Entering the 2012 season, I ranked third baseman Nolan Arenado as a top-50 overall prospect and believed that he’d reach the major leagues by the end of the year. However, the 21-year-old didn't post as gaudy numbers outside of the hitter-friendly California League, and turned in an up-and-down campaign at Double-A Tulsa.
Arenado’s inconsistency ultimately opened the door for two other high-ceiling prospects, shortstop Trevor Story and outfielder David Dahl, to supplant him at the top of the team rankings.
Beyond the aforementioned three players, the Rockies lack projectable talent on the farm. More specifically, their inability to develop pitching prospects in recent years has been a serious problem and affected how they conduct business at the major league level.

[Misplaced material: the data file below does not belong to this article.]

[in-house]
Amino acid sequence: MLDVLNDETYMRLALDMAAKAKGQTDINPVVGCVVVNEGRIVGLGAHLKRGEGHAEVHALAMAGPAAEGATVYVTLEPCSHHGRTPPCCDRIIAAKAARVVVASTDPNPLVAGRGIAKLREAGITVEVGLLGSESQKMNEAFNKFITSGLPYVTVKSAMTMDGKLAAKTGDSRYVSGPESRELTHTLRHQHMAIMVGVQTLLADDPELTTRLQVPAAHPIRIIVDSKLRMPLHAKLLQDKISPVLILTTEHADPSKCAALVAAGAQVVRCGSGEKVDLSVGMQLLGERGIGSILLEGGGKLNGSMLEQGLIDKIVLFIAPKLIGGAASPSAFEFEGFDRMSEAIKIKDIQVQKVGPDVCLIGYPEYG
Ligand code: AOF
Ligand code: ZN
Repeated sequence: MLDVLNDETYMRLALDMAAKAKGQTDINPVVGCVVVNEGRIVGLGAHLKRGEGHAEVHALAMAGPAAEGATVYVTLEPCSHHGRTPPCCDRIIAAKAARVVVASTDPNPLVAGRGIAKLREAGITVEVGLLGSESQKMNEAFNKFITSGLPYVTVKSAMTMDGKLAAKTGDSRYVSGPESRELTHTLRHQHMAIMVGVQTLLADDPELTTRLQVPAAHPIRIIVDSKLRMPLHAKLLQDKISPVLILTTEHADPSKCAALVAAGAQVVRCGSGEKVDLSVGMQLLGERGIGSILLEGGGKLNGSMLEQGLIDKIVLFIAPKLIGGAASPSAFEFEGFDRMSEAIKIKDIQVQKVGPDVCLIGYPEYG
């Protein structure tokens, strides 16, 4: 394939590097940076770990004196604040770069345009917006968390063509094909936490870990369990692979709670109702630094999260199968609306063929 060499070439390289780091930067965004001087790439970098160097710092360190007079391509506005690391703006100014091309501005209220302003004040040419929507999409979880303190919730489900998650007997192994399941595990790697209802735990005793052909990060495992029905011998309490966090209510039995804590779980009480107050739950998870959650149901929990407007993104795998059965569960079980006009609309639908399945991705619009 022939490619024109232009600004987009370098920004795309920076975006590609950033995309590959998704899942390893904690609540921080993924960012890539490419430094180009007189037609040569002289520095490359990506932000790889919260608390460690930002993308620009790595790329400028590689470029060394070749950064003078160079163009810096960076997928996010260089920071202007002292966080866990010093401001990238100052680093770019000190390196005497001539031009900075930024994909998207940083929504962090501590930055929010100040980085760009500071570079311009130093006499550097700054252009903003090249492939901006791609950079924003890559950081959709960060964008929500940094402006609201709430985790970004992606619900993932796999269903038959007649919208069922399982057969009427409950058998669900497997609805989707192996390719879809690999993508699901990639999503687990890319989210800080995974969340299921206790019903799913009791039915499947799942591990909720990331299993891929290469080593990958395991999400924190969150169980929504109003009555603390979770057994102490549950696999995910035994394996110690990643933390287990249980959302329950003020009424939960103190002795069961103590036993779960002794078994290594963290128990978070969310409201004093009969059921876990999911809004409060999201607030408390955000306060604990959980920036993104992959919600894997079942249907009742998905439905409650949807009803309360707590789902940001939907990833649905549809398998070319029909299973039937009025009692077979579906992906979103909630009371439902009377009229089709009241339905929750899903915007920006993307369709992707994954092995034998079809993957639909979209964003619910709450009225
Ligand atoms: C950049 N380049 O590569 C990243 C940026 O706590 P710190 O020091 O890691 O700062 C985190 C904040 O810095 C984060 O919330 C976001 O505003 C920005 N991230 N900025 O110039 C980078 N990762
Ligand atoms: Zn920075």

While their first-round draft pick from 2009, left-hander Tyler Matzek, has the highest ceiling of any arm in their organization, his lack of control is still disconcerting and will prevent him from reaching the major leagues for at least a few more seasons. Their other left-handed pitching prospect, Tyler Anderson, definitely has a future in the major leagues, though he's regarded as more of a high-floor player.
Meanwhile, the rest of the Rockies’ prospect pool is comprised of young, inexperienced hitters with only modest ceilings. And don’t be surprised if a few of them are ultimately traded to improve the quality of on-field talent in the major leagues.
While the Rockies definitely house several intriguing prospects, it’s a weak system overall that ranks in the bottom-third among all organizations. For many of the players on this list, 2013 will be a crucial season as it pertains to their overall development.